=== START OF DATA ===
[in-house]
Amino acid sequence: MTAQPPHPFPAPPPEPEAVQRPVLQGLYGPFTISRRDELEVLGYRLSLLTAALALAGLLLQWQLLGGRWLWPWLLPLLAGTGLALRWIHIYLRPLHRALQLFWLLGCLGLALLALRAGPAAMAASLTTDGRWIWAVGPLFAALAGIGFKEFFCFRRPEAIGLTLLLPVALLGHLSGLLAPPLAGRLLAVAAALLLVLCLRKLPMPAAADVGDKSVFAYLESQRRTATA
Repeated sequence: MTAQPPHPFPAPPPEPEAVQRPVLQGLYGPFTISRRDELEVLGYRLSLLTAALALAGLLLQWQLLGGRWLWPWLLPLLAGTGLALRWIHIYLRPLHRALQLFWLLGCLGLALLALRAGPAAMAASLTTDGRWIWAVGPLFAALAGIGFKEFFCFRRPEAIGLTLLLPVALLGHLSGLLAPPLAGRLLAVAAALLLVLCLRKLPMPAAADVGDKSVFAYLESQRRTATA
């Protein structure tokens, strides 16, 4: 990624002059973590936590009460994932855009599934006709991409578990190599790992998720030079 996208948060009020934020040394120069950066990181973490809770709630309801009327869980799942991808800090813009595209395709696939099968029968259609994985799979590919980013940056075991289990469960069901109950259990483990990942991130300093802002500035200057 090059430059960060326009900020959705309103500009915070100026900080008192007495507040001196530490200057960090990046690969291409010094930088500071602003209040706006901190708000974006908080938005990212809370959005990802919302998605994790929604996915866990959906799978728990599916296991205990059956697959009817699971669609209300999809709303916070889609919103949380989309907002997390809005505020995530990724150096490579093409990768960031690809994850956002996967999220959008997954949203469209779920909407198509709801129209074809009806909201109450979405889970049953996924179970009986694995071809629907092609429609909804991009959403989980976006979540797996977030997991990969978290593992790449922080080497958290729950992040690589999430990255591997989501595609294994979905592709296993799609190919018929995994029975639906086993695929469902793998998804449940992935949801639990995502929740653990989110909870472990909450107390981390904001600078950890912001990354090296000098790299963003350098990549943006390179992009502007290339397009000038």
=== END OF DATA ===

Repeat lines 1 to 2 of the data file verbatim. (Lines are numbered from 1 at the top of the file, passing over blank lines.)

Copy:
[in-house]
Amino acid sequence: MTAQPPHPFPAPPPEPEAVQRPVLQGLYGPFTISRRDELEVLGYRLSLLTAALALAGLLLQWQLLGGRWLWPWLLPLLAGTGLALRWIHIYLRPLHRALQLFWLLGCLGLALLALRAGPAAMAASLTTDGRWIWAVGPLFAALAGIGFKEFFCFRRPEAIGLTLLLPVALLGHLSGLLAPPLAGRLLAVAAALLLVLCLRKLPMPAAADVGDKSVFAYLESQRRTATA